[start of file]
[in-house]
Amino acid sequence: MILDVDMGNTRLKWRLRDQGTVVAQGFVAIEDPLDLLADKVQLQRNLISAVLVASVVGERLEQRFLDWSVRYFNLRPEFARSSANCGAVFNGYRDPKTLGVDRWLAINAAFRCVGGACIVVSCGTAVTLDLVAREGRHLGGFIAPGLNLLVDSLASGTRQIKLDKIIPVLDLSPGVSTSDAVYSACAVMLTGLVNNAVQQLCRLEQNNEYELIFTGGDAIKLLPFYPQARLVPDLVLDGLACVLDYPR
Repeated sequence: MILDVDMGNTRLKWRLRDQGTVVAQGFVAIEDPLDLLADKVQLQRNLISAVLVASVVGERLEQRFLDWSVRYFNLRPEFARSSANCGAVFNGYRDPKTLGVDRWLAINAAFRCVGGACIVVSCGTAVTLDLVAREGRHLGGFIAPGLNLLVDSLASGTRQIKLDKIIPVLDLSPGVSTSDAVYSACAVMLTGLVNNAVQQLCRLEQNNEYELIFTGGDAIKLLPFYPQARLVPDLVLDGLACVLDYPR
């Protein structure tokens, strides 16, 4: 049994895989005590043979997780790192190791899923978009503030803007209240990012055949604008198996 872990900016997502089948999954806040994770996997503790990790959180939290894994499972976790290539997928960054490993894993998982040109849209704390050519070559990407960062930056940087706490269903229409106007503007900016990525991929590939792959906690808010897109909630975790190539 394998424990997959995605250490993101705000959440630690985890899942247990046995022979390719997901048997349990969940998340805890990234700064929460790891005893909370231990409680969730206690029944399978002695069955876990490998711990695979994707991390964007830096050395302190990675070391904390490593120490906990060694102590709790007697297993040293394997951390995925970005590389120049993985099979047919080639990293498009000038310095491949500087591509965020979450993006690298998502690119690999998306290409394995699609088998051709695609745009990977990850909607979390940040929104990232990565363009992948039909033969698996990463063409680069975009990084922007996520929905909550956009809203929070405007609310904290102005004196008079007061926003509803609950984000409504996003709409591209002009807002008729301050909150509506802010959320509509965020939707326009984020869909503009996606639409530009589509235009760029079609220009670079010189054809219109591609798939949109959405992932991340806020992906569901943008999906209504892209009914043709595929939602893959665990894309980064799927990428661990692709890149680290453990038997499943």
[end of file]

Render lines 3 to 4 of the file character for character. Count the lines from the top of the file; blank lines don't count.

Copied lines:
Repeated sequence: MILDVDMGNTRLKWRLRDQGTVVAQGFVAIEDPLDLLADKVQLQRNLISAVLVASVVGERLEQRFLDWSVRYFNLRPEFARSSANCGAVFNGYRDPKTLGVDRWLAINAAFRCVGGACIVVSCGTAVTLDLVAREGRHLGGFIAPGLNLLVDSLASGTRQIKLDKIIPVLDLSPGVSTSDAVYSACAVMLTGLVNNAVQQLCRLEQNNEYELIFTGGDAIKLLPFYPQARLVPDLVLDGLACVLDYPR
């Protein structure tokens, strides 16, 4: 049994895989005590043979997780790192190791899923978009503030803007209240990012055949604008198996 872990900016997502089948999954806040994770996997503790990790959180939290894994499972976790290539997928960054490993894993998982040109849209704390050519070559990407960062930056940087706490269903229409106007503007900016990525991929590939792959906690808010897109909630975790190539 394998424990997959995605250490993101705000959440630690985890899942247990046995022979390719997901048997349990969940998340805890990234700064929460790891005893909370231990409680969730206690029944399978002695069955876990490998711990695979994707991390964007830096050395302190990675070391904390490593120490906990060694102590709790007697297993040293394997951390995925970005590389120049993985099979047919080639990293498009000038310095491949500087591509965020979450993006690298998502690119690999998306290409394995699609088998051709695609745009990977990850909607979390940040929104990232990565363009992948039909033969698996990463063409680069975009990084922007996520929905909550956009809203929070405007609310904290102005004196008079007061926003509803609950984000409504996003709409591209002009807002008729301050909150509506802010959320509509965020939707326009984020869909503009996606639409530009589509235009760029079609220009670079010189054809219109591609798939949109959405992932991340806020992906569901943008999906209504892209009914043709595929939602893959665990894309980064799927990428661990692709890149680290453990038997499943």